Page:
- Apply after-treatment technologies to meet 2015 emissions limits in Europe and US
Gasoline engine strategy:
In terms of gasoline engines, Chrysler’s plan involves:
- Q2 2010: Launch Pentastar V6. The Pentastar V6 will first be available in the Jeep Grand Cherokee in mid-2010, and will replace all existing 2.7- to 4.0-litre V6 engines.
- Q4 2010: 1.4 Multiair for 500 available
- Q4 2011: 1.4 Turbo MultiAir available
Over the period to 2014, Chrysler will:
- Apply Multiair & Gas Direct Injection to 4‐cylinder World Gas Engine family
- Develop high-performance Pentastar V6 (single and twin turbo versions, also Multiair)
- Enhance V8 efficiency
On transmissions, the following will be done:
What the alliance partners offer each other in terms of engine technology
In engine technology, both partners stand to gain from the alliance, as outlined below:
Fiat will be the alliance’s global centre of expertise for diesel. Chrysler will be the global centre of expertise for hybrid and large-displacement engines.
In battery-electric vehicles (BEV), an LCV will be introduced in 2012, with additional BEV applications appearing from late 2013. In terms of hybrid electric vehicles (HEV), a Ram 1500 HEV will appear in 2010, followed by plug-in HEV (PHEV) versions of a minivan and the Ram 1500 as part of the demo fleet funded by a DoE grant. Chrysler Group expects to introduce additional HEV and PHEV applications from mid-2013, with the intention of “mass market penetration” from late 2014.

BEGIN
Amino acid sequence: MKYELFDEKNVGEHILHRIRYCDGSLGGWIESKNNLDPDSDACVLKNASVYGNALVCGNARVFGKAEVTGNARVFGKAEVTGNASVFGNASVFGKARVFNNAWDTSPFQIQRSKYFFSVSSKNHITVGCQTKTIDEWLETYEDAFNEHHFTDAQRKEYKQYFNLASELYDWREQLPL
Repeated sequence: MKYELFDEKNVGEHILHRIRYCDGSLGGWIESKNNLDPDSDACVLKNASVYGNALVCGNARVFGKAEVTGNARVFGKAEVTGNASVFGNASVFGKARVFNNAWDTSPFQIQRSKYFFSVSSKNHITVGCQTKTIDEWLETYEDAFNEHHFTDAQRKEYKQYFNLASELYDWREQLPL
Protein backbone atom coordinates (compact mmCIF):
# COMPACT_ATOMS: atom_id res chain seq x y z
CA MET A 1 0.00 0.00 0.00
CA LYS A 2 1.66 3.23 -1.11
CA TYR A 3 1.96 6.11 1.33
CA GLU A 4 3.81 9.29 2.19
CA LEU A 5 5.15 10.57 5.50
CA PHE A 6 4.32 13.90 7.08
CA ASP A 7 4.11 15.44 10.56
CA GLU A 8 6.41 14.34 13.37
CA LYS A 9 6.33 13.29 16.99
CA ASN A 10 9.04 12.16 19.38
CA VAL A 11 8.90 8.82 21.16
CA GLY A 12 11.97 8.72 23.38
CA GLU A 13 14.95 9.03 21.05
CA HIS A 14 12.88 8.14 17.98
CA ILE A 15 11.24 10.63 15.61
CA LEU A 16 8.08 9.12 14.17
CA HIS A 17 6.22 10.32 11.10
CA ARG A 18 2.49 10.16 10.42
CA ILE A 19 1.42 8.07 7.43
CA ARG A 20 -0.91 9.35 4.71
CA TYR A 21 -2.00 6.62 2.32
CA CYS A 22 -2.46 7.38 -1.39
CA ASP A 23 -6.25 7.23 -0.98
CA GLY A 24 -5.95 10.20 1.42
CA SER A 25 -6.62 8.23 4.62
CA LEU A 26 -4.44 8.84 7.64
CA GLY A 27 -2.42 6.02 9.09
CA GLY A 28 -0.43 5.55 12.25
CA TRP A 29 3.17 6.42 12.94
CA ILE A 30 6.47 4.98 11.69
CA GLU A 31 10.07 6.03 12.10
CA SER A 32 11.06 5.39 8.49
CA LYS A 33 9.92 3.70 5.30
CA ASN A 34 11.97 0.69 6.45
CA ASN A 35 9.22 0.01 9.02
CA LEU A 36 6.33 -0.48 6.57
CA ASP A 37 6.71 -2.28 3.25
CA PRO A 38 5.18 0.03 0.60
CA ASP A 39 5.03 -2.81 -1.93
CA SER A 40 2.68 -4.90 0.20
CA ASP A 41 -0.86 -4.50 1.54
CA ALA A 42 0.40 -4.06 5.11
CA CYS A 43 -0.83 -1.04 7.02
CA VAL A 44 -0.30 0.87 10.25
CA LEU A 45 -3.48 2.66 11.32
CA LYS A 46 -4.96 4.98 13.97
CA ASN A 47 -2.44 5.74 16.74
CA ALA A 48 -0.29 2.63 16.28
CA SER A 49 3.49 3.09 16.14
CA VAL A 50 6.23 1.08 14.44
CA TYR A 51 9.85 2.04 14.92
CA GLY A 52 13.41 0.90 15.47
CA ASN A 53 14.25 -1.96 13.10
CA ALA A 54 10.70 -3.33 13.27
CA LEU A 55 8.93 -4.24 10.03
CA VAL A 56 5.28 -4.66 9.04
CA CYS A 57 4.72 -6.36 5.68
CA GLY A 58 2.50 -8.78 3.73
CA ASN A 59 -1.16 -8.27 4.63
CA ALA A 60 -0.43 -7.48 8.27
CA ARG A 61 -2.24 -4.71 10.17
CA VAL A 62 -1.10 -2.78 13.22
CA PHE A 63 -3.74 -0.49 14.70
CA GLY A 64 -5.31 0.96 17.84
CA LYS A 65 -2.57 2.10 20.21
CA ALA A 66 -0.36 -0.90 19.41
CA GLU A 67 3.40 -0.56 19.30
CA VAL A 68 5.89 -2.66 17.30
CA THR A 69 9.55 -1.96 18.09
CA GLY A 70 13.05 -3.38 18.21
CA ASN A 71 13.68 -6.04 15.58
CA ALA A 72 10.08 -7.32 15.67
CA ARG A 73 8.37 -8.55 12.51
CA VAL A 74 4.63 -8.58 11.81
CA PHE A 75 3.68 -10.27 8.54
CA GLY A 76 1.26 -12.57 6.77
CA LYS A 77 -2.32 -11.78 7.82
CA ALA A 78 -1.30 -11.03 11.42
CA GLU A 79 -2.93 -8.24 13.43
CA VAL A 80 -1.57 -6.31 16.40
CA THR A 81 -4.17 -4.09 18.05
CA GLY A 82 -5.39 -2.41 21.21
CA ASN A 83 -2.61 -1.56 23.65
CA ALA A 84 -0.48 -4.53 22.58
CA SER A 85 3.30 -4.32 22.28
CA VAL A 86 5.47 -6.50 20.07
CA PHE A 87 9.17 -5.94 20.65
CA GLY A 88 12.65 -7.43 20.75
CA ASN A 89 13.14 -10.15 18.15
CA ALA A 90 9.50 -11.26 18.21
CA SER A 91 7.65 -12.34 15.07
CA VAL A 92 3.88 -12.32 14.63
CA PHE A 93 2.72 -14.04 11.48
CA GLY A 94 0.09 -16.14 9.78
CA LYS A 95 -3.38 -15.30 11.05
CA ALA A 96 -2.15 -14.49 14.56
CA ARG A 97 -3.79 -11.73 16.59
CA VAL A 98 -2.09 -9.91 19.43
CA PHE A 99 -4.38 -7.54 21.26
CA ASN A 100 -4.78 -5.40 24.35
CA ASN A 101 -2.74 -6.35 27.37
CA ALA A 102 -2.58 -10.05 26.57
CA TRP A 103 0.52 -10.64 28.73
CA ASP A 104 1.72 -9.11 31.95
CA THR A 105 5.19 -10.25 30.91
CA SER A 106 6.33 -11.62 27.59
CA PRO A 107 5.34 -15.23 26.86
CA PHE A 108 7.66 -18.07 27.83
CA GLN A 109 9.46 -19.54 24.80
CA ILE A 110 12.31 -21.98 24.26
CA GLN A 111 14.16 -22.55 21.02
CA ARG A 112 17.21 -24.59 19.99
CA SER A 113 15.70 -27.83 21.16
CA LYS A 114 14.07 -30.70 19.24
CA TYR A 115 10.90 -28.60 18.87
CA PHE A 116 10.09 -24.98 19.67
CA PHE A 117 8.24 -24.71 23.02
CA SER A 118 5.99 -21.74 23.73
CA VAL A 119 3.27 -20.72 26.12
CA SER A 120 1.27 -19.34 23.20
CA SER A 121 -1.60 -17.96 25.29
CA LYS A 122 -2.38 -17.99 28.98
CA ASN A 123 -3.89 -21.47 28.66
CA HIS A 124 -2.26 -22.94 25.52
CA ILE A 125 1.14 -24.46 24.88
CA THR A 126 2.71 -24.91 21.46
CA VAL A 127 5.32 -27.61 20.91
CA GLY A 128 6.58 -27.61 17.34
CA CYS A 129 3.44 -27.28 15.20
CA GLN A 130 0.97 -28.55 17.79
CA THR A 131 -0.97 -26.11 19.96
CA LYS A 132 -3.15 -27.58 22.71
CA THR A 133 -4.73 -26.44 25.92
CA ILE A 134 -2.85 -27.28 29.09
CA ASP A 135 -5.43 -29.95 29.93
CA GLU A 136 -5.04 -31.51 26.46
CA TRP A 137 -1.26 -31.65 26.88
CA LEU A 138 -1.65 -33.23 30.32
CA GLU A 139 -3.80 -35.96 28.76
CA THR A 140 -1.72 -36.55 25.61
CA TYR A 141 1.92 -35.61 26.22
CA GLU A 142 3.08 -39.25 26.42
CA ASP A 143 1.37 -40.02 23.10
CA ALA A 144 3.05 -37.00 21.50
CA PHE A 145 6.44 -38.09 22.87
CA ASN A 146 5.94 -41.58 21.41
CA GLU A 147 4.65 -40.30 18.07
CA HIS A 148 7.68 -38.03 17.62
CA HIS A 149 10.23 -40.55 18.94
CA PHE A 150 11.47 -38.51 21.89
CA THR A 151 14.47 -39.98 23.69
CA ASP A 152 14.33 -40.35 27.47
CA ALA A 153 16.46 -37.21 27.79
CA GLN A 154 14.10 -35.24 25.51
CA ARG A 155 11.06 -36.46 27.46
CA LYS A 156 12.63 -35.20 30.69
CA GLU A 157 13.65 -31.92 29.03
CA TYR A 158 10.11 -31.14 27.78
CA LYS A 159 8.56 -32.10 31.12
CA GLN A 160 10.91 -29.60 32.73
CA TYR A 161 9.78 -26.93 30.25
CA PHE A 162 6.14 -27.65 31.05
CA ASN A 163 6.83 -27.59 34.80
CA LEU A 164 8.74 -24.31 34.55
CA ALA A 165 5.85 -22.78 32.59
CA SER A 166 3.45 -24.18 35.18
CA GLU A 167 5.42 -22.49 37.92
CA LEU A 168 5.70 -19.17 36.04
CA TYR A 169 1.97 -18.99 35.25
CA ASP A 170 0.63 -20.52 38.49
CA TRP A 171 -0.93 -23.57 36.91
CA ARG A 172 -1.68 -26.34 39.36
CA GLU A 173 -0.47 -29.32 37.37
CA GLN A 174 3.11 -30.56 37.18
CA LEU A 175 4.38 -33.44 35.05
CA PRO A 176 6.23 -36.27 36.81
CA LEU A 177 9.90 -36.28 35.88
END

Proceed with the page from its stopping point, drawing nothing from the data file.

In terms of purchasing, Chrysler stands to gain from Fiat Group’s well-established global sourcing network.
Daniel Knott, Chrysler Group’s head of purchasing, emphasised that, “We will take the best of Chrysler and the best of Fiat and create the one best way for Chrysler and Fiat.”
The key points of Knott’s presentation are outlined below:
- Creation of a Chrysler‐Fiat Group Purchasing Organization
- Shared suppliers will rise from 52% to 65% by 2014. The number of unique suppliers will be reduced from 48% to 35% over the same period.
- Chrysler is targeting a saving of US$2.9bn from synergies over the period 2010-2014; this includes savings of US$500m alone in 2010, rising to US$560m by 2014.
Chrysler’s purchasing strategy will be based on:
- Supply base optimization
- Part cost reduction
- Component sharing
- Unwavering commitment to part quality
- Improved supplier relationships
Chrysler aims to reduce its dependence on US fleet sales, and increase its retail sales. The most significant change, however, will be the company’s planned increase in sales outside North America, which in 2009 is forecast to account for no more than 11% of the company’s total sales, but by 2014 is expected to stand at around 18%.
Chrysler Group’s investment in its sales and distribution networks will exceed US$500m over the next five years, with over US$120m to be invested in 2010 alone.
By 2014, Chrysler Group expects the following sales volumes for its brands in the NAFTA region:
- Jeep: 800,000 units
- Dodge: 600,000
- Chrysler: 600,000
- Ram: 400,000
- Fiat: 100,000